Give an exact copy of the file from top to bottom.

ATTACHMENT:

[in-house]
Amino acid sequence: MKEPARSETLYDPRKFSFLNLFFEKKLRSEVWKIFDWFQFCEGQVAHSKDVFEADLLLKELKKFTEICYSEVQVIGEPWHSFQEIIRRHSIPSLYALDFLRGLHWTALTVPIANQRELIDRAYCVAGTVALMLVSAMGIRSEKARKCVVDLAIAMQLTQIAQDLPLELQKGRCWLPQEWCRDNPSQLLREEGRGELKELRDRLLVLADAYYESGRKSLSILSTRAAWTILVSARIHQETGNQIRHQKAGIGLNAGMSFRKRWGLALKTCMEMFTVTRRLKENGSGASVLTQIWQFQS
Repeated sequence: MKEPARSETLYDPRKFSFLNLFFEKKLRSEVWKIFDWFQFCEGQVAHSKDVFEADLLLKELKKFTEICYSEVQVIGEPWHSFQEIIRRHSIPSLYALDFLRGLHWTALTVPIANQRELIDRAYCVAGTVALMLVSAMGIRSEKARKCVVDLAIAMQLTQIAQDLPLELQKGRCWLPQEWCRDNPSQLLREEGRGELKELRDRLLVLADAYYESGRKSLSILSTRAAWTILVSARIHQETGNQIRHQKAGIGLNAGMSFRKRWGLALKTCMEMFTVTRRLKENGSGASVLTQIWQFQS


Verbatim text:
[in-house]
Amino acid sequence: MKEPARSETLYDPRKFSFLNLFFEKKLRSEVWKIFDWFQFCEGQVAHSKDVFEADLLLKELKKFTEICYSEVQVIGEPWHSFQEIIRRHSIPSLYALDFLRGLHWTALTVPIANQRELIDRAYCVAGTVALMLVSAMGIRSEKARKCVVDLAIAMQLTQIAQDLPLELQKGRCWLPQEWCRDNPSQLLREEGRGELKELRDRLLVLADAYYESGRKSLSILSTRAAWTILVSARIHQETGNQIRHQKAGIGLNAGMSFRKRWGLALKTCMEMFTVTRRLKENGSGASVLTQIWQFQS
Repeated sequence: MKEPARSETLYDPRKFSFLNLFFEKKLRSEVWKIFDWFQFCEGQVAHSKDVFEADLLLKELKKFTEICYSEVQVIGEPWHSFQEIIRRHSIPSLYALDFLRGLHWTALTVPIANQRELIDRAYCVAGTVALMLVSAMGIRSEKARKCVVDLAIAMQLTQIAQDLPLELQKGRCWLPQEWCRDNPSQLLREEGRGELKELRDRLLVLADAYYESGRKSLSILSTRAAWTILVSARIHQETGNQIRHQKAGIGLNAGMSFRKRWGLALKTCMEMFTVTRRLKENGSGASVLTQIWQFQS